The Act of Proscription

The Act of Proscription did not ban ‘tartan’ but Highland dress made from tartan for men and boys. It did not ban the Gaidhlig language or the playing of bagpipes.

There had been many attacks on the Gaidhlig language, including acts which made important land owners send their eldest children to the south to be educated and barred from inheriting the estates if they did not speak English, but it was not banned as such by law and not in the Act of Proscription. Later, the British Government, at the suggestion of Cumberland’s Major General Bland, would give the Kirk substantial amount of money to set up ‘schools’ – not to offer local children general education but to teach them not to speak Gaidhlig and to be Presbyterians:

‘Schoolls should likewise be Establish’d in Several Parts of the Highlands, not with a view of making them Learned, but to Teach them English and the Rudements of the Protestant Religion, as the greatest part of the Common People here are ignorant of both.’ Major General Sir Humphrey Bland, Fort Augustus, 1746.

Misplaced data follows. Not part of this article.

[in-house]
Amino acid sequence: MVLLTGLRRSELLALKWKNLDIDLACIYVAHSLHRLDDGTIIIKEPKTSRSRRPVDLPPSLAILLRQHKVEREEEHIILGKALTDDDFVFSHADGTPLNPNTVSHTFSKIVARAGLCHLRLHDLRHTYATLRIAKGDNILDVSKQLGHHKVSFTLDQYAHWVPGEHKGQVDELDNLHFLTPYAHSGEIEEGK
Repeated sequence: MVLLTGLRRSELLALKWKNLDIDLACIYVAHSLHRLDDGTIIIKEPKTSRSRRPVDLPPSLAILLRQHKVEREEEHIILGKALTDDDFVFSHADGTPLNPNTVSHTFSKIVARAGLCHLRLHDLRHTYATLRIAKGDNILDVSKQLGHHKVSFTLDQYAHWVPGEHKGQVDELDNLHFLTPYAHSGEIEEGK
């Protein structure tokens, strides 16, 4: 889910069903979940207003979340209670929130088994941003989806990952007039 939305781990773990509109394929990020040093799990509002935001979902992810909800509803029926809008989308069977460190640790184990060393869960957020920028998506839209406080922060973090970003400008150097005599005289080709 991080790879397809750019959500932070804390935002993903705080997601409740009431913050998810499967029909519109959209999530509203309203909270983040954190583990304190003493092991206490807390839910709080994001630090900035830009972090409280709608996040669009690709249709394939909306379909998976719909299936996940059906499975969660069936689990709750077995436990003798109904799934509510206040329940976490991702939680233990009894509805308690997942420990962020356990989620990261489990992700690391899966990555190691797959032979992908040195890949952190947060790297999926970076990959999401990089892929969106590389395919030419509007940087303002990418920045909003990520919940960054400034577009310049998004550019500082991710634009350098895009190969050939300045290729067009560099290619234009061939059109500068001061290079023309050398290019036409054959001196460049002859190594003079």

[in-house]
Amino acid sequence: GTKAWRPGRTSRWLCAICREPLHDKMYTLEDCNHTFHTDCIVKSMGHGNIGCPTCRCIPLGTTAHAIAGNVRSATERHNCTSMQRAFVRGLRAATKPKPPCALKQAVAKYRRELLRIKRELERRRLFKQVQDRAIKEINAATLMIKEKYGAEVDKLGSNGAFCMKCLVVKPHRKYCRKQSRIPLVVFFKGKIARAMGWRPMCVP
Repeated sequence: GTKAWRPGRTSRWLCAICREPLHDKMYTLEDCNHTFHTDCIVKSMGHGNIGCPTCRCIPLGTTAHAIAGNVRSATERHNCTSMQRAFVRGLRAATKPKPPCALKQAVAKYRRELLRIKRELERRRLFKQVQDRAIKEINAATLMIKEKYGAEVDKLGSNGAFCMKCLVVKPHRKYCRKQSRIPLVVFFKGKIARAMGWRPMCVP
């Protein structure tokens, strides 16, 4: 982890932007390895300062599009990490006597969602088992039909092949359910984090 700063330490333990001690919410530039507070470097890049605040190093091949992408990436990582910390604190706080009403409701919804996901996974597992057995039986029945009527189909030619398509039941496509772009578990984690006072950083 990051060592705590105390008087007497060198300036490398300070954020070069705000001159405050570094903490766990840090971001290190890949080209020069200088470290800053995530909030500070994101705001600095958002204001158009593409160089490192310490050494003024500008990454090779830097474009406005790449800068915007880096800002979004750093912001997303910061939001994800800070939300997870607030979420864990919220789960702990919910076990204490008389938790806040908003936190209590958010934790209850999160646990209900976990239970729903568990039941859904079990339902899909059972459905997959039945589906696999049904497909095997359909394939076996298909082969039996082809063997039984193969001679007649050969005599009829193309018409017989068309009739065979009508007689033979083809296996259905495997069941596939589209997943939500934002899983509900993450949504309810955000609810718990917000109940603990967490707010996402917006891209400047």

The Bagpipes were never banned, but increasingly became associated with the many newly formed Highland regiments being sent around the world to fight for the British Empire.

It is a simple thing to look up the language of the Act and read it but that seems a bridge too far for many who continue to spread misinformation.

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